Home | News    Sunday 2 January 2005

South Africa may send peace observers to Darfur, Mbeki says

KHARTOUM, Sudan, Jan 2, 2005 (AP) — South African President Thabo Mbeki said Sunday his country is considering sending peace observers to Darfur to boost the African Union peace effort in Sudan’s war-torn region.

South African president Thabo Mbeki adresses the national assembly in Khartoum, Sudan Saturday, Jan 1, 2005. Mbeki said , South Africa will be a strategic partner with Sudan. (AP).

Speaking after a brief tour to the devastated region, Mbeki said the African Union has asked South Africa to take part in its small contingent of peace observers.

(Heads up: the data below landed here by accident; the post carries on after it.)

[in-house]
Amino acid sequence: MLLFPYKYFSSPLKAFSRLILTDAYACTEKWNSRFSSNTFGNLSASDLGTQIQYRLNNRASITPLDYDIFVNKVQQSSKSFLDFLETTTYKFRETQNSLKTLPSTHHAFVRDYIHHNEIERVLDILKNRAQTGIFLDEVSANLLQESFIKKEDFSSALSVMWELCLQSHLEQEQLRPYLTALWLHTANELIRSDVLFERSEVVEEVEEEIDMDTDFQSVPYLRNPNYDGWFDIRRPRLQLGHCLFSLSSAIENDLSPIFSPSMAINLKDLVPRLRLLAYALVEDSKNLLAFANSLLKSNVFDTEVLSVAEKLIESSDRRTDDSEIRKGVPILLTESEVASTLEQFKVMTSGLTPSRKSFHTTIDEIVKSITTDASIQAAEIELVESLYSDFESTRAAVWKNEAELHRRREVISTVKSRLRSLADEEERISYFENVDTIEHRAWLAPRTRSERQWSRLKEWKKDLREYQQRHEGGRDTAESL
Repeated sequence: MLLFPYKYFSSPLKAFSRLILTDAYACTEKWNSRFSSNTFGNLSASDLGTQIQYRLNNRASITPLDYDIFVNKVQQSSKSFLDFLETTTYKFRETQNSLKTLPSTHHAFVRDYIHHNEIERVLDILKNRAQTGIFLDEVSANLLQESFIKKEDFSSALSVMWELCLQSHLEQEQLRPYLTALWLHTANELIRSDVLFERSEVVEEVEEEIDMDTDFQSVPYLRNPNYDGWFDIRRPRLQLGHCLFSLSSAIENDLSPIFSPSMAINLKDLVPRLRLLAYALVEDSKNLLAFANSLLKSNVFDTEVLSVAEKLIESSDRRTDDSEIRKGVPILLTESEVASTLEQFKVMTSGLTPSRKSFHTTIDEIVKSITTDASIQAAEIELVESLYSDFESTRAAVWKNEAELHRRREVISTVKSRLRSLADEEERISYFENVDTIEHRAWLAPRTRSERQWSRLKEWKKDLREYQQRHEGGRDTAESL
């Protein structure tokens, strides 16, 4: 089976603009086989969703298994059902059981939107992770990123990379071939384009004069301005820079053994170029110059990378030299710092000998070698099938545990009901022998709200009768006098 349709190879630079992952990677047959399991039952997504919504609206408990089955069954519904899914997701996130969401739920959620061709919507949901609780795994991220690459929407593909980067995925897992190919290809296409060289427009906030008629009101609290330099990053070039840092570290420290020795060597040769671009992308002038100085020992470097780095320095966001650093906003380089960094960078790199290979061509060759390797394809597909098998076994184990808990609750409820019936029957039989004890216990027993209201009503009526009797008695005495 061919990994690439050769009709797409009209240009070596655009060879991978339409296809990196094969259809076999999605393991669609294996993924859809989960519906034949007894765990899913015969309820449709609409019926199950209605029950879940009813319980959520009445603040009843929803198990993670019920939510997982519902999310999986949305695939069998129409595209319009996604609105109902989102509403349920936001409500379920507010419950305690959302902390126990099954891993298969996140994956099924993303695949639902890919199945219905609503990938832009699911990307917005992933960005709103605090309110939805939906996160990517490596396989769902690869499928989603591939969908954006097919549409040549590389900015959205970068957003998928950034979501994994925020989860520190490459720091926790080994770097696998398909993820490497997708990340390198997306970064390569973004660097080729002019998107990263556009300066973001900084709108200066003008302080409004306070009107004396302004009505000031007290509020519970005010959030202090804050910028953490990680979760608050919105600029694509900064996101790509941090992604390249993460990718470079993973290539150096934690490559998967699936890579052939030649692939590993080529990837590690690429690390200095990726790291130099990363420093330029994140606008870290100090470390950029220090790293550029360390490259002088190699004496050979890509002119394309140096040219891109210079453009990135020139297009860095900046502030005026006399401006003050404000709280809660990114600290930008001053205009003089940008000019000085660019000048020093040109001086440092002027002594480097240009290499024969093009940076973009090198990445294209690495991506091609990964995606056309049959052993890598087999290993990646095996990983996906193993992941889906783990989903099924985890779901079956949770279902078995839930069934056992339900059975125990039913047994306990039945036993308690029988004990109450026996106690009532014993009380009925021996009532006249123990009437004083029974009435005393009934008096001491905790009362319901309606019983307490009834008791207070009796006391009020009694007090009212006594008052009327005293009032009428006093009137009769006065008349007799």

He did not say how many monitors South Africa will send or give more details.

"The conflict should be resolved through the African Union," Mbeki told a press conference with Sudanese President Omar el-Bashir.

The Darfur conflict, which the United Nations describes as the world’s worst humanitarian crisis, began in February 2003 when the Sudan Liberation Army and allied Justice and Equality Movement took up arms against what they saw as years of state neglect and discrimination against Sudanese of African origin.

The government responded with a counterinsurgency campaign in which the Janjaweed, an Arab militia, allegedly committed wide-scale abuses against the African population. Aid groups report the violence is impeding their ability to deliver food and other assistance to the 1.8 million people displaced by the 22-month conflict.

The African Union has about 800 troops and 100 monitors in Darfur.